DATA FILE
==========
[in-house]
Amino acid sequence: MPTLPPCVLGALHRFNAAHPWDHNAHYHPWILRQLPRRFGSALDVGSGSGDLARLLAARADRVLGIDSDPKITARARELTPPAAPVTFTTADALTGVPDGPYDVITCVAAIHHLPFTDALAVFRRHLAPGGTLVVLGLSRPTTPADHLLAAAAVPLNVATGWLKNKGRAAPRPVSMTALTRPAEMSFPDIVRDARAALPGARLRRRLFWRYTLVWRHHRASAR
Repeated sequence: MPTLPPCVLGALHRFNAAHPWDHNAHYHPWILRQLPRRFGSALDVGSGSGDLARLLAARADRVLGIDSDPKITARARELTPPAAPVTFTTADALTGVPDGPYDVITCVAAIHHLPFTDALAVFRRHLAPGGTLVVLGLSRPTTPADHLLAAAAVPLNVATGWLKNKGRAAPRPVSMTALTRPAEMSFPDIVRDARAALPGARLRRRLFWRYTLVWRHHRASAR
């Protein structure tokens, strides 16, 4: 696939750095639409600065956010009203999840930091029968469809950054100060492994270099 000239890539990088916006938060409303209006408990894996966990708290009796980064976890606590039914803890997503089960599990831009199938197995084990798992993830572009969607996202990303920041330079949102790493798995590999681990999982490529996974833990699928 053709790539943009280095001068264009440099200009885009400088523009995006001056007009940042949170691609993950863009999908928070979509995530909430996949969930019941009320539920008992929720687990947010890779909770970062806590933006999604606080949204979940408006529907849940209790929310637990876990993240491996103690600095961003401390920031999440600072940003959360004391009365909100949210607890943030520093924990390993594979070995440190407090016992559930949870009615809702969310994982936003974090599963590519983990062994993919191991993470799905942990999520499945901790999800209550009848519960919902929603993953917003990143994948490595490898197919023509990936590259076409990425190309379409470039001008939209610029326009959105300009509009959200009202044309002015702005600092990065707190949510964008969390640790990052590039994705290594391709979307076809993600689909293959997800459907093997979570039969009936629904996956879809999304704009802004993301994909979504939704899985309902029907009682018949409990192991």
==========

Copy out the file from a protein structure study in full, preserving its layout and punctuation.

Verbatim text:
[in-house]
Amino acid sequence: MPTLPPCVLGALHRFNAAHPWDHNAHYHPWILRQLPRRFGSALDVGSGSGDLARLLAARADRVLGIDSDPKITARARELTPPAAPVTFTTADALTGVPDGPYDVITCVAAIHHLPFTDALAVFRRHLAPGGTLVVLGLSRPTTPADHLLAAAAVPLNVATGWLKNKGRAAPRPVSMTALTRPAEMSFPDIVRDARAALPGARLRRRLFWRYTLVWRHHRASAR
Repeated sequence: MPTLPPCVLGALHRFNAAHPWDHNAHYHPWILRQLPRRFGSALDVGSGSGDLARLLAARADRVLGIDSDPKITARARELTPPAAPVTFTTADALTGVPDGPYDVITCVAAIHHLPFTDALAVFRRHLAPGGTLVVLGLSRPTTPADHLLAAAAVPLNVATGWLKNKGRAAPRPVSMTALTRPAEMSFPDIVRDARAALPGARLRRRLFWRYTLVWRHHRASAR
């Protein structure tokens, strides 16, 4: 696939750095639409600065956010009203999840930091029968469809950054100060492994270099 000239890539990088916006938060409303209006408990894996966990708290009796980064976890606590039914803890997503089960599990831009199938197995084990798992993830572009969607996202990303920041330079949102790493798995590999681990999982490529996974833990699928 053709790539943009280095001068264009440099200009885009400088523009995006001056007009940042949170691609993950863009999908928070979509995530909430996949969930019941009320539920008992929720687990947010890779909770970062806590933006999604606080949204979940408006529907849940209790929310637990876990993240491996103690600095961003401390920031999440600072940003959360004391009365909100949210607890943030520093924990390993594979070995440190407090016992559930949870009615809702969310994982936003974090599963590519983990062994993919191991993470799905942990999520499945901790999800209550009848519960919902929603993953917003990143994948490595490898197919023509990936590259076409990425190309379409470039001008939209610029326009959105300009509009959200009202044309002015702005600092990065707190949510964008969390640790990052590039994705290594391709979307076809993600689909293959997800459907093997979570039969009936629904996956879809999304704009802004993301994909979504939704899985309902029907009682018949409990192991």